Every Australian business is legally required to provide a workplace that is free of risks and hazards. But how is this even possible if your organisation is a factory, hospital, or industrial mining site? Can you create a job site without any hazards?
In this blog we’re explaining the risk management approach to OHS, how to apply it to enterprise compliance, and what risk management actually looks in practice. Risk management is the way that Australian businesses can operate safely and remain in compliance with the law.
What is risk management?
Risk management is a process for understanding the risks and hazards associated with your business operations — then taking steps to ensure that individual hazards are assessed, eliminated (or controlled), and monitored
Business face 3 different types of risk to their operations:
- Strategic Risk — risk linked to the strategic decisions of the organisation’s business leaders, such as acquiring a competitor’s processing plant which could weaken the company’s cashflow and liquidity.
- Project Risk — risk linked to individual projects, such as appointing an IT project manager without a proper contract, they could leave the company before the network is fully transitioned to the new hardware.
- Operational Risk — risk linked to the daily operations of the business, such as healthcare workers who transfer elderly patients from beds to wheelchairs are at risk of manual handling injuries.
In this article, we’re discussing OHS risk and compliance, but larger organisations will usually create a risk management plan for each area of concern.
OHS Risk management in practice
In practice, OHS risk management has 4 key steps which perpetually operate in a circle as follows:
1. Identifying risk and hazards
The first area of risk management is to identify individual hazards by physically inspecting your office, factory, or remote mining site — documenting each hazard and area of concern. Hazards can range from an open tin of flammable paint sitting on a workbench, to a young worker being allowed to weld without sufficient training, to the interior of a grain silo.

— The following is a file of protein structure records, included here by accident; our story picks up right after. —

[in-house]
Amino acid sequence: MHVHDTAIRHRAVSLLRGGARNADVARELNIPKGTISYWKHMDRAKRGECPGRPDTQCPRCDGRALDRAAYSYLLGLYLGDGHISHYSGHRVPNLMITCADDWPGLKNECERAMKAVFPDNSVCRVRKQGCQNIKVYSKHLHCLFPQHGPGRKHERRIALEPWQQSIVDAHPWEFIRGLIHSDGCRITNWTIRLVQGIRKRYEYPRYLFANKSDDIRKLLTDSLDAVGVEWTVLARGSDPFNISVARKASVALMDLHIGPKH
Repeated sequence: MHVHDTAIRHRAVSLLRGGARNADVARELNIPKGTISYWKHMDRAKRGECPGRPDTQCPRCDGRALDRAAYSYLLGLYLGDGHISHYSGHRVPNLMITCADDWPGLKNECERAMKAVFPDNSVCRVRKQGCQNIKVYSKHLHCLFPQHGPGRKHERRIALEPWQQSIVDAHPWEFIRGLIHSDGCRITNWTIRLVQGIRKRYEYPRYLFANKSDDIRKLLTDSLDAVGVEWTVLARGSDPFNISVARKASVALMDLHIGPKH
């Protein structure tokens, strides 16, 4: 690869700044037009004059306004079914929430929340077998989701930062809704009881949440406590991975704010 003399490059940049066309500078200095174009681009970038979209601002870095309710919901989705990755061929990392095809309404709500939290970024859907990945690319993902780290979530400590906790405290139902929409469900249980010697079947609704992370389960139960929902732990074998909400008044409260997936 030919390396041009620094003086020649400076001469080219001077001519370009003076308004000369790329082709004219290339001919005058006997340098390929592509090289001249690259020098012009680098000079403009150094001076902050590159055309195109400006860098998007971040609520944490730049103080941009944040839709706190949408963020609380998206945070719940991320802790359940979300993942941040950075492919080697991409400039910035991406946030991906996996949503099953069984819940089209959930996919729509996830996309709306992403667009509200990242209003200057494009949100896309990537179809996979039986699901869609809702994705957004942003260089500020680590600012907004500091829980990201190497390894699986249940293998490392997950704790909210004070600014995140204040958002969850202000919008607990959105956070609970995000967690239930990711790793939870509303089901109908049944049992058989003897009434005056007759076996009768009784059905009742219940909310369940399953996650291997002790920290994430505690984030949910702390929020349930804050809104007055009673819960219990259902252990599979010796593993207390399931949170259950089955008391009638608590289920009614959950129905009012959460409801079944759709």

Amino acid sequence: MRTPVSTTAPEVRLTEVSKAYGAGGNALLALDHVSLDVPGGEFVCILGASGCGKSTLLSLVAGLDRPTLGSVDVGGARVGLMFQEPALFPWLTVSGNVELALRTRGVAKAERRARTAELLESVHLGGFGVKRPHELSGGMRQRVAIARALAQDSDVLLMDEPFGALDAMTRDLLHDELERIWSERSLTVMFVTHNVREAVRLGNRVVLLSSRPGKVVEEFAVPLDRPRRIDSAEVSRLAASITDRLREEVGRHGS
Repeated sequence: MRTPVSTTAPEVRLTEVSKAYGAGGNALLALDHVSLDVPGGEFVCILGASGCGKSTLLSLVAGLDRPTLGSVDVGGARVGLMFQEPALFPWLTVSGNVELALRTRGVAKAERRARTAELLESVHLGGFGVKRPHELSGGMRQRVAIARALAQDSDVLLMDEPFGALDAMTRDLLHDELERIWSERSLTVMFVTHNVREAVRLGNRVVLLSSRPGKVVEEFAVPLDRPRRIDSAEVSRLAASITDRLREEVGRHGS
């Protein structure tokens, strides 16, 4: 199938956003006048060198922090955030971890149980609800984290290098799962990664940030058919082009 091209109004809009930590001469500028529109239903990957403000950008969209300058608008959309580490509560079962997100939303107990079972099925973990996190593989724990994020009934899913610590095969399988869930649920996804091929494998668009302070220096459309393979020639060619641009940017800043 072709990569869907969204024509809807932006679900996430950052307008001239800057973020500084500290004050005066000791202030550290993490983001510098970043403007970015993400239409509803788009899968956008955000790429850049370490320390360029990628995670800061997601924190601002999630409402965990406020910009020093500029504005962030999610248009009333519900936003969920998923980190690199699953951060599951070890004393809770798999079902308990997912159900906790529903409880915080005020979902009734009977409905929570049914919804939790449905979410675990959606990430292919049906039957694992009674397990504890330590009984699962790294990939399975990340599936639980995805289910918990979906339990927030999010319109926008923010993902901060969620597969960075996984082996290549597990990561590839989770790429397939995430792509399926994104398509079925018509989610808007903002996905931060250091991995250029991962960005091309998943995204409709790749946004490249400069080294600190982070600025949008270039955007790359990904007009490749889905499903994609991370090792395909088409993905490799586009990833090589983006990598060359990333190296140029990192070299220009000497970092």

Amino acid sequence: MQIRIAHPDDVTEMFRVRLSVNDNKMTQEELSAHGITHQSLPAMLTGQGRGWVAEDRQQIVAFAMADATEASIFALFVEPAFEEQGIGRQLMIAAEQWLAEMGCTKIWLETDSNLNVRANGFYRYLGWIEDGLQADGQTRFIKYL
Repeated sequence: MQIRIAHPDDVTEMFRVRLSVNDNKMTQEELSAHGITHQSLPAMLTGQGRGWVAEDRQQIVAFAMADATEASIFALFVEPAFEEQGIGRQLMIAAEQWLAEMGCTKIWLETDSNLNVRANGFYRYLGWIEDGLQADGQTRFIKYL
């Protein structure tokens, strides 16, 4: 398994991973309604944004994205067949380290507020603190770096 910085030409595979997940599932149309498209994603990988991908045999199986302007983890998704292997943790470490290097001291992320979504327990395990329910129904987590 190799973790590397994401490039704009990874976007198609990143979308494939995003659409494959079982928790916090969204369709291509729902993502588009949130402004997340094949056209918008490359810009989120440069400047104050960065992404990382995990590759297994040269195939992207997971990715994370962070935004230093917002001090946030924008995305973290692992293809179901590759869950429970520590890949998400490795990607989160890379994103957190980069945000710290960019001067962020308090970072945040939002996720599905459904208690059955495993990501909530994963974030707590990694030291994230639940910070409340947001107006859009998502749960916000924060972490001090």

2. Assessing business risk
Once you have a list of hazards your next job is to assess the level of risk — to your business and to your workers. This is called a risk assessment and we’ve included below a quick example of how a single hazard might be assessed.
- What is the nature of the hazard? — physical injury to key nurses while moving patients. Nurses are highly trained and critical to business operations.
- What could happen? — nurses could sustain back strain and other musculoskeletal injuries.
- What could be the severity of the hazard? — nurses may require immediate hospitalisation, then lengthy rehabilitation before returning to work. Their back could be permanently injured.
- How likely is it to happen? — individual nurses move patients 3-5 times per day. There are not enough lifting aids in peak times so nurses sometimes move patients by hand. The likelihood is very high.
As individual hazards are assessed they are normally given a risk score which allows you to create a priority list for action and control.
3. Controlling hazards
Hazards must be controlled according to the Hierarchy of Controls as outlined in the WHS Regulations. When a hazard cannot be eliminated it must be minimised to an acceptable level of safety using a combination of: